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PostPosted: Thu 14 Jul 2011, 15:21    Post_subject:  

copy of what he actually wrote

Quote:
To be secure we want to run as spot. The easy way to do this is to move our root to spot.

To do this just open two file windows (one if you run one of those two-paner file managers), go up one level to /, in one and open the other to spot.

Then drag root from the / window and drop it in the spot one. That's all there is to it. Our root is now safe in spot. We are all done. Literally.


Now can one really say that he rename root as spot?

He place root within spot. Is that not something very different?

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rcrsn51


Joined: 05 Sep 2006
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PostPosted: Thu 14 Jul 2011, 18:46    Post_subject:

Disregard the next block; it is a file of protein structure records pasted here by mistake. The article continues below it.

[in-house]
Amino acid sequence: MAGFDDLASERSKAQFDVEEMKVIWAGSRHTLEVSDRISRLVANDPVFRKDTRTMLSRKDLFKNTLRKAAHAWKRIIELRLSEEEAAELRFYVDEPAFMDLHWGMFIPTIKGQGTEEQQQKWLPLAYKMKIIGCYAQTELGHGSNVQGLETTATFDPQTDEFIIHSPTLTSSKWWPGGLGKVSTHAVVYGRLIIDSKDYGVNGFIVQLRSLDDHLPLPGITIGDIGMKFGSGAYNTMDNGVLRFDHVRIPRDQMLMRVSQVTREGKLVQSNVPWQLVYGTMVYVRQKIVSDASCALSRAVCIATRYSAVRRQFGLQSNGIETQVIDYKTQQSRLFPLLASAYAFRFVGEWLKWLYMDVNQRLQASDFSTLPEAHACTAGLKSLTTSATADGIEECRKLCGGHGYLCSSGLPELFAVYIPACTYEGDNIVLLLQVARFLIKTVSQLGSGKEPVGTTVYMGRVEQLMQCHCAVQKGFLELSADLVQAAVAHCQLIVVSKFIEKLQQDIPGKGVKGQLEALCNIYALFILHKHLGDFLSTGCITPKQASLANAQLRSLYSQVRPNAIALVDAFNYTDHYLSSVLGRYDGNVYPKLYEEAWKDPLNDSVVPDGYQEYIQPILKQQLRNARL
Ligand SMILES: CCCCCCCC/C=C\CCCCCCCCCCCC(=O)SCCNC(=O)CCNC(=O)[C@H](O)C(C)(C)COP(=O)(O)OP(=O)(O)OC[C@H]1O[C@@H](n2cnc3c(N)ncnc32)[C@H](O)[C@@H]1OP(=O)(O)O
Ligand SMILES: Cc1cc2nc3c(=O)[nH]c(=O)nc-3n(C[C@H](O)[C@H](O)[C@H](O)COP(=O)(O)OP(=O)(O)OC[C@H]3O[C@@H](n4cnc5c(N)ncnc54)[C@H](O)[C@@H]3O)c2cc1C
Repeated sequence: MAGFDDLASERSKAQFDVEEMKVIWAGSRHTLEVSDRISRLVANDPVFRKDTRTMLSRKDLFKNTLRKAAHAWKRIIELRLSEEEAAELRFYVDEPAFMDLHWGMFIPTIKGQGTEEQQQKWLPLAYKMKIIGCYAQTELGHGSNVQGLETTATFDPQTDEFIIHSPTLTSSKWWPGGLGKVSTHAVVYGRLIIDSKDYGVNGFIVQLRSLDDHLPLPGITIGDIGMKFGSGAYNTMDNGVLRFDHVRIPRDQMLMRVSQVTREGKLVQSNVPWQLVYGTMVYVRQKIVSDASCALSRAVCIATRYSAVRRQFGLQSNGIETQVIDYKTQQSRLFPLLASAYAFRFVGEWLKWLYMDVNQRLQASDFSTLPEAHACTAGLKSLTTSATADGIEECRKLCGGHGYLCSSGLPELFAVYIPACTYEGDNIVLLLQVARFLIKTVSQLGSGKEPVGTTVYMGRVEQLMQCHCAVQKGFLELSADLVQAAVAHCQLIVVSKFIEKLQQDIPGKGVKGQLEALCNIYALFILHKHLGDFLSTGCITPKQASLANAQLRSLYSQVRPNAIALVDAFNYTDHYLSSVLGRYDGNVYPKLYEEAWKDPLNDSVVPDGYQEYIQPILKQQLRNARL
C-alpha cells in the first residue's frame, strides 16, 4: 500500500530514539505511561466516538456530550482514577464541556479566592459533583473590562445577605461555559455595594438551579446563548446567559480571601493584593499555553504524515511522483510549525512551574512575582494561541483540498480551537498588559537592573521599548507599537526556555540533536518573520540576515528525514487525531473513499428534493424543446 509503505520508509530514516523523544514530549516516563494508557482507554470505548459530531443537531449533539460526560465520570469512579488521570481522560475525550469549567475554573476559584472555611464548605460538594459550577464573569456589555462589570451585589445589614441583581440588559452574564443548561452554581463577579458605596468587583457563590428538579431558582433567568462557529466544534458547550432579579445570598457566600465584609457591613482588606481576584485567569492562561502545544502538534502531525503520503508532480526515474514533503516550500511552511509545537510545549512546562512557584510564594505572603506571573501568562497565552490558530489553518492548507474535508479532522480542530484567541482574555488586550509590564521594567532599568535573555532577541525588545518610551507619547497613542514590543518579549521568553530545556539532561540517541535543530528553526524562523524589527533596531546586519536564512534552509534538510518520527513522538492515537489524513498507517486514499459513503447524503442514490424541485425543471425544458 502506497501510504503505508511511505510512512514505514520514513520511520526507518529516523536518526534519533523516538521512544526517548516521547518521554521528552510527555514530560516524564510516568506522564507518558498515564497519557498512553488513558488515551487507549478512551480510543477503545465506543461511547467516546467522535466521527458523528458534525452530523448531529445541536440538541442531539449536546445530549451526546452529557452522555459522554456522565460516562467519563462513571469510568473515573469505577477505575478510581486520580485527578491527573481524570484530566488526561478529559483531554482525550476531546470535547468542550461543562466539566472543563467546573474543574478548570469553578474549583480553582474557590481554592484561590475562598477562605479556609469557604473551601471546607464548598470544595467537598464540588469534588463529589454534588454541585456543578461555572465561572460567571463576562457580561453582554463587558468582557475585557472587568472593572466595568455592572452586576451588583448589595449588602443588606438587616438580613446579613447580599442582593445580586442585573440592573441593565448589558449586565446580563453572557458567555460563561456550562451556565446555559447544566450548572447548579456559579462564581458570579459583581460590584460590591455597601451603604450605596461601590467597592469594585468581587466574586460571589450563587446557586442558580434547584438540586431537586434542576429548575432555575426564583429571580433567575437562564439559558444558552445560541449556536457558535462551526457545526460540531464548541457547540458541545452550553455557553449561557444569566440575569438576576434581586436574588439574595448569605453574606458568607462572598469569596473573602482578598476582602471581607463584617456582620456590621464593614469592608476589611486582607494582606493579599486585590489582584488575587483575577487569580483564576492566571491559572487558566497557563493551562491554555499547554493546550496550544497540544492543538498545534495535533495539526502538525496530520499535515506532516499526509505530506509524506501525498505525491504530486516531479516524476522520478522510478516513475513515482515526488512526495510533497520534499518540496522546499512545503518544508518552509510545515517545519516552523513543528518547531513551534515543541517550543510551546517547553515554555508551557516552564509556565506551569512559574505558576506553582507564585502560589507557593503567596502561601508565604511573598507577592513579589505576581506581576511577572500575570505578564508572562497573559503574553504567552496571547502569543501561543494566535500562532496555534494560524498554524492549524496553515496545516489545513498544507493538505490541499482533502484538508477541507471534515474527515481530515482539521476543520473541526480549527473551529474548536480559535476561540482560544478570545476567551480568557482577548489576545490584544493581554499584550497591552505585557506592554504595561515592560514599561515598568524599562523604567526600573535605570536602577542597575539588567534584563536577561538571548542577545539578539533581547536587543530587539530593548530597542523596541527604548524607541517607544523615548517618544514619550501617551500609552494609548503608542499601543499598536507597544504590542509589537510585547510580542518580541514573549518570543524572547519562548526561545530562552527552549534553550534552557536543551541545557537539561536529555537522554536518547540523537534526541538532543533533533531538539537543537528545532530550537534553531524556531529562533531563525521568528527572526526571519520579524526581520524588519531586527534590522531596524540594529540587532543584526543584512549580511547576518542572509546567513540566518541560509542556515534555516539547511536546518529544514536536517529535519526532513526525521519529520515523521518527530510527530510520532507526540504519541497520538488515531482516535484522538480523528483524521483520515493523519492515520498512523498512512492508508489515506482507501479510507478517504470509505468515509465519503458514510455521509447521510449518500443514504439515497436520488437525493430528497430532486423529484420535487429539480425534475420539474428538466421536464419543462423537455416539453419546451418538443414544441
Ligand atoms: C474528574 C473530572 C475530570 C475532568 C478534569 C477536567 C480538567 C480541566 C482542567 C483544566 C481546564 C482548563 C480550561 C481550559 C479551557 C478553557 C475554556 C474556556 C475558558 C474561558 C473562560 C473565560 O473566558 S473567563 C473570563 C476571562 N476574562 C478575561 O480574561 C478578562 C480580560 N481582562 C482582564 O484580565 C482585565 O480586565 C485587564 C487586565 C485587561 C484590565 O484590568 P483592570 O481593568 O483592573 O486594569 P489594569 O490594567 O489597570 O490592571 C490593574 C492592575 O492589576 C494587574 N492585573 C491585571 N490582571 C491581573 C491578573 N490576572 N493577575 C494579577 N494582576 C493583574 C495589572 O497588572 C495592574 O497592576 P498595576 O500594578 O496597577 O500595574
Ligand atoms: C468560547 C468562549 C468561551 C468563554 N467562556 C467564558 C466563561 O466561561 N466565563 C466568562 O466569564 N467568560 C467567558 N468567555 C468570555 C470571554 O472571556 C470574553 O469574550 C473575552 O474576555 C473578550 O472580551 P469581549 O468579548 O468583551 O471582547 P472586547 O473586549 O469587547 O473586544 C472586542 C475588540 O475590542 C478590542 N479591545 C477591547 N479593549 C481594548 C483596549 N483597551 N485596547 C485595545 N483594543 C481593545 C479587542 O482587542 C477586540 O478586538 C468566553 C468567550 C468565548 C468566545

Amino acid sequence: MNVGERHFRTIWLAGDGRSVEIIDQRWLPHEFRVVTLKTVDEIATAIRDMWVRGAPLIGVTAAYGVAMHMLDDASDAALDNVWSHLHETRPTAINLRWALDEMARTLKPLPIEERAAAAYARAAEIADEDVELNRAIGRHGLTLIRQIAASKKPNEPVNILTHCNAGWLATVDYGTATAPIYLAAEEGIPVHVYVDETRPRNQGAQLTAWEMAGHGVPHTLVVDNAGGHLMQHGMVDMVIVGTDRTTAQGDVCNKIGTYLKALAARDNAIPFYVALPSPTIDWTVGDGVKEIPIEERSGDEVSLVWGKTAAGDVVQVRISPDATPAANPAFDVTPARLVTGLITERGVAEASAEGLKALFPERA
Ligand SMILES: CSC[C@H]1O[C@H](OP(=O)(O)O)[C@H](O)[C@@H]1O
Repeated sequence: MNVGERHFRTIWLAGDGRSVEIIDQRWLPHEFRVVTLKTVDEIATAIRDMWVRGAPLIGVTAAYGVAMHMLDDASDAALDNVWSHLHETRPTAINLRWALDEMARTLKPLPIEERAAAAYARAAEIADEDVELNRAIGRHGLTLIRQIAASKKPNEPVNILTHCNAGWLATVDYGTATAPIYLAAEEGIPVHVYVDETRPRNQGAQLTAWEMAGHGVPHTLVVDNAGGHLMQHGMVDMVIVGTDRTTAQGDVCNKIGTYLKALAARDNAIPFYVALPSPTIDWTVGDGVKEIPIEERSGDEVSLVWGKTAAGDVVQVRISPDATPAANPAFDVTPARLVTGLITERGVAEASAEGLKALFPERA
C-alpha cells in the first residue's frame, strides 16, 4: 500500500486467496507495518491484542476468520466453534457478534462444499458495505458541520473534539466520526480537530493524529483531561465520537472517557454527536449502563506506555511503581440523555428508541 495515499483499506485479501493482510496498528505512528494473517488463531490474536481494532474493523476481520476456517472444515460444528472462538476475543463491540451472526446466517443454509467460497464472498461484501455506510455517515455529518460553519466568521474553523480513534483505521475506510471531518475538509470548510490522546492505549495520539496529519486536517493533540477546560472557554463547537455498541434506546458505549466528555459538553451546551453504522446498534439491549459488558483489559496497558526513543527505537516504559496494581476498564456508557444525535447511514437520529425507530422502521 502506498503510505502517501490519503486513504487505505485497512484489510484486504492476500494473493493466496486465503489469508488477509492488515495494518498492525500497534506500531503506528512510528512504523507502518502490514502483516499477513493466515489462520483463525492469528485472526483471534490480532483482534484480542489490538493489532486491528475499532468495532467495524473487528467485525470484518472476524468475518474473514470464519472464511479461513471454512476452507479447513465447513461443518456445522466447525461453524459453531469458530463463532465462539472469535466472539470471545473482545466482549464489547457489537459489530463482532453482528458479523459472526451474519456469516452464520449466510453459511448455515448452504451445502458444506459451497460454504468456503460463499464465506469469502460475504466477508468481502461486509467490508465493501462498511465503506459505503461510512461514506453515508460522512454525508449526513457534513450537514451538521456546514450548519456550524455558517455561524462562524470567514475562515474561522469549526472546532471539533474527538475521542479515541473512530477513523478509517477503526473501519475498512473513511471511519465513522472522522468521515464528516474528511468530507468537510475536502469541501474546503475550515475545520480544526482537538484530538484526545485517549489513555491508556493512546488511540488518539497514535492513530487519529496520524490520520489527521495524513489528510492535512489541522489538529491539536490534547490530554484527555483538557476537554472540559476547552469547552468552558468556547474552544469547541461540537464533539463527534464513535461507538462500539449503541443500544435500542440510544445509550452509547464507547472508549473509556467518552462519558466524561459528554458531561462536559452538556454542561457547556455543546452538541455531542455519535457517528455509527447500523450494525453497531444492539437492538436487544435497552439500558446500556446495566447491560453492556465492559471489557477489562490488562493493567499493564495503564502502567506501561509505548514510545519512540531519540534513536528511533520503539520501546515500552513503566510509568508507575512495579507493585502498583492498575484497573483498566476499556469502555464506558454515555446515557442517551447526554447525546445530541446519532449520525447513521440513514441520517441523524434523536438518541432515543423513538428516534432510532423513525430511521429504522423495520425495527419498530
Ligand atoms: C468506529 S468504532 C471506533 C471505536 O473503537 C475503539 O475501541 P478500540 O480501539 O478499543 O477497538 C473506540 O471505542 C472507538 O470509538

CLAM01 wrote:
To be secure we want to run as spot. The easy way to do this is to move our root to spot. To do this just open two file windows (one if you run one of those two-paner file managers), go up one level to /, in one and open the other to spot. Then drag root from the / window and drop it in the spot one.

You can't drag a folder into a subfolder of itself.
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nooby

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PostPosted: Thu 14 Jul 2011, 19:22    Post_subject:  

rcrsn51 is my Linux hero, I trust him 100%.

So guys don't give this up now. Sort it out so us noobs can understand.

What was accomplished and how did it work if at all.

Clam you have to reconstruct the whole thing and step by step explain how it works

I go back to bed now and dream that it is solved when I wake up some 10 hours from now. My by now famous sleep apnea makes me sleep for ages.

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CLAM01

Joined: 22 May 2010